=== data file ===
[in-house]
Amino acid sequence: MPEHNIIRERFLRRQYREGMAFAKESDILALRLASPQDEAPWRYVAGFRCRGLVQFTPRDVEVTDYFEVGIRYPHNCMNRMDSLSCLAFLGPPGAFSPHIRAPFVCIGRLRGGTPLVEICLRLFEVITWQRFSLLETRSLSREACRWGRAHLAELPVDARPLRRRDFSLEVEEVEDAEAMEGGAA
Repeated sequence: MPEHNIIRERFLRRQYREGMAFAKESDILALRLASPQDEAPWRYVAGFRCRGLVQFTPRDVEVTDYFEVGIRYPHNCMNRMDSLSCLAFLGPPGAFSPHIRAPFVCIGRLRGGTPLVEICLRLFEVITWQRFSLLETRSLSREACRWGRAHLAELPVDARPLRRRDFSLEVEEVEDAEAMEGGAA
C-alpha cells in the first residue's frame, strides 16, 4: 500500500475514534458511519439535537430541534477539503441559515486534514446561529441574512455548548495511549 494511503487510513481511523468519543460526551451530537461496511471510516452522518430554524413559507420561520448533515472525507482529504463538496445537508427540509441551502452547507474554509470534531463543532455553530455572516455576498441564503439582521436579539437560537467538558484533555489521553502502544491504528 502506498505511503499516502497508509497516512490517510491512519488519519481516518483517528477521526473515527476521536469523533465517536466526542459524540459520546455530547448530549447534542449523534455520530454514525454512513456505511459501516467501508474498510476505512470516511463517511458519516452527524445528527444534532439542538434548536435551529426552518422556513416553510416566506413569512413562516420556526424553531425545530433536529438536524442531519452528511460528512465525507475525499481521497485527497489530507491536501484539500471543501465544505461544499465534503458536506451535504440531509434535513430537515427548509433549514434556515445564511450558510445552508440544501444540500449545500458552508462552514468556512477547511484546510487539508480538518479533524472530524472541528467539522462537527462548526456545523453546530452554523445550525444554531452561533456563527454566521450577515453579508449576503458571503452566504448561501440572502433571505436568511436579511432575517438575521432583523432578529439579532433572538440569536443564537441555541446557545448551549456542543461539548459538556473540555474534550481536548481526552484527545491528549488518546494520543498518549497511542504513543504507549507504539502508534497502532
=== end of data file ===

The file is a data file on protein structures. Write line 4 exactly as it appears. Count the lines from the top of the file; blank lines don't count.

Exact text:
C-alpha cells in the first residue's frame, strides 16, 4: 500500500475514534458511519439535537430541534477539503441559515486534514446561529441574512455548548495511549 494511503487510513481511523468519543460526551451530537461496511471510516452522518430554524413559507420561520448533515472525507482529504463538496445537508427540509441551502452547507474554509470534531463543532455553530455572516455576498441564503439582521436579539437560537467538558484533555489521553502502544491504528 502506498505511503499516502497508509497516512490517510491512519488519519481516518483517528477521526473515527476521536469523533465517536466526542459524540459520546455530547448530549447534542449523534455520530454514525454512513456505511459501516467501508474498510476505512470516511463517511458519516452527524445528527444534532439542538434548536435551529426552518422556513416553510416566506413569512413562516420556526424553531425545530433536529438536524442531519452528511460528512465525507475525499481521497485527497489530507491536501484539500471543501465544505461544499465534503458536506451535504440531509434535513430537515427548509433549514434556515445564511450558510445552508440544501444540500449545500458552508462552514468556512477547511484546510487539508480538518479533524472530524472541528467539522462537527462548526456545523453546530452554523445550525444554531452561533456563527454566521450577515453579508449576503458571503452566504448561501440572502433571505436568511436579511432575517438575521432583523432578529439579532433572538440569536443564537441555541446557545448551549456542543461539548459538556473540555474534550481536548481526552484527545491528549488518546494520543498518549497511542504513543504507549507504539502508534497502532